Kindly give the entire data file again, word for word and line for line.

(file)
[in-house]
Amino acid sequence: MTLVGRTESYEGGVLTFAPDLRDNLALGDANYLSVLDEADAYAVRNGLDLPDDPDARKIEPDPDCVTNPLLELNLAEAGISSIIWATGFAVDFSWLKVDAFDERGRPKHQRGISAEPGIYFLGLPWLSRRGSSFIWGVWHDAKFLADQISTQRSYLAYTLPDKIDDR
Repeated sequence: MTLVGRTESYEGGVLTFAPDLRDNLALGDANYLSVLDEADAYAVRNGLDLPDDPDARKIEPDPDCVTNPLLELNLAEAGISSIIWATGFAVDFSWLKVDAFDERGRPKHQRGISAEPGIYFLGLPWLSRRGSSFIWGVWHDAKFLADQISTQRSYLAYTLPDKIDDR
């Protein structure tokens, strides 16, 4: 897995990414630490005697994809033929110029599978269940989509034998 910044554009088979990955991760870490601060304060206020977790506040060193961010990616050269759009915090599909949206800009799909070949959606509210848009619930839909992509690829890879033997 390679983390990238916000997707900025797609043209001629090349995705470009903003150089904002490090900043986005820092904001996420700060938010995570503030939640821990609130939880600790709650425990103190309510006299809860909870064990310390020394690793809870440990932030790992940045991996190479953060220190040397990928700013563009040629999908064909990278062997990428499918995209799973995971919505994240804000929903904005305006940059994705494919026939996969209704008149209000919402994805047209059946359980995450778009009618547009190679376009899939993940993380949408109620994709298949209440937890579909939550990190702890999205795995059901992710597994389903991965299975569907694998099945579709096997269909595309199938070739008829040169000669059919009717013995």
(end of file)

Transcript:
[in-house]
Amino acid sequence: MTLVGRTESYEGGVLTFAPDLRDNLALGDANYLSVLDEADAYAVRNGLDLPDDPDARKIEPDPDCVTNPLLELNLAEAGISSIIWATGFAVDFSWLKVDAFDERGRPKHQRGISAEPGIYFLGLPWLSRRGSSFIWGVWHDAKFLADQISTQRSYLAYTLPDKIDDR
Repeated sequence: MTLVGRTESYEGGVLTFAPDLRDNLALGDANYLSVLDEADAYAVRNGLDLPDDPDARKIEPDPDCVTNPLLELNLAEAGISSIIWATGFAVDFSWLKVDAFDERGRPKHQRGISAEPGIYFLGLPWLSRRGSSFIWGVWHDAKFLADQISTQRSYLAYTLPDKIDDR
């Protein structure tokens, strides 16, 4: 897995990414630490005697994809033929110029599978269940989509034998 910044554009088979990955991760870490601060304060206020977790506040060193961010990616050269759009915090599909949206800009799909070949959606509210848009619930839909992509690829890879033997 390679983390990238916000997707900025797609043209001629090349995705470009903003150089904002490090900043986005820092904001996420700060938010995570503030939640821990609130939880600790709650425990103190309510006299809860909870064990310390020394690793809870440990932030790992940045991996190479953060220190040397990928700013563009040629999908064909990278062997990428499918995209799973995971919505994240804000929903904005305006940059994705494919026939996969209704008149209000919402994805047209059946359980995450778009009618547009190679376009899939993940993380949408109620994709298949209440937890579909939550990190702890999205795995059901992710597994389903991965299975569907694998099945579709096997269909595309199938070739008829040169000669059919009717013995």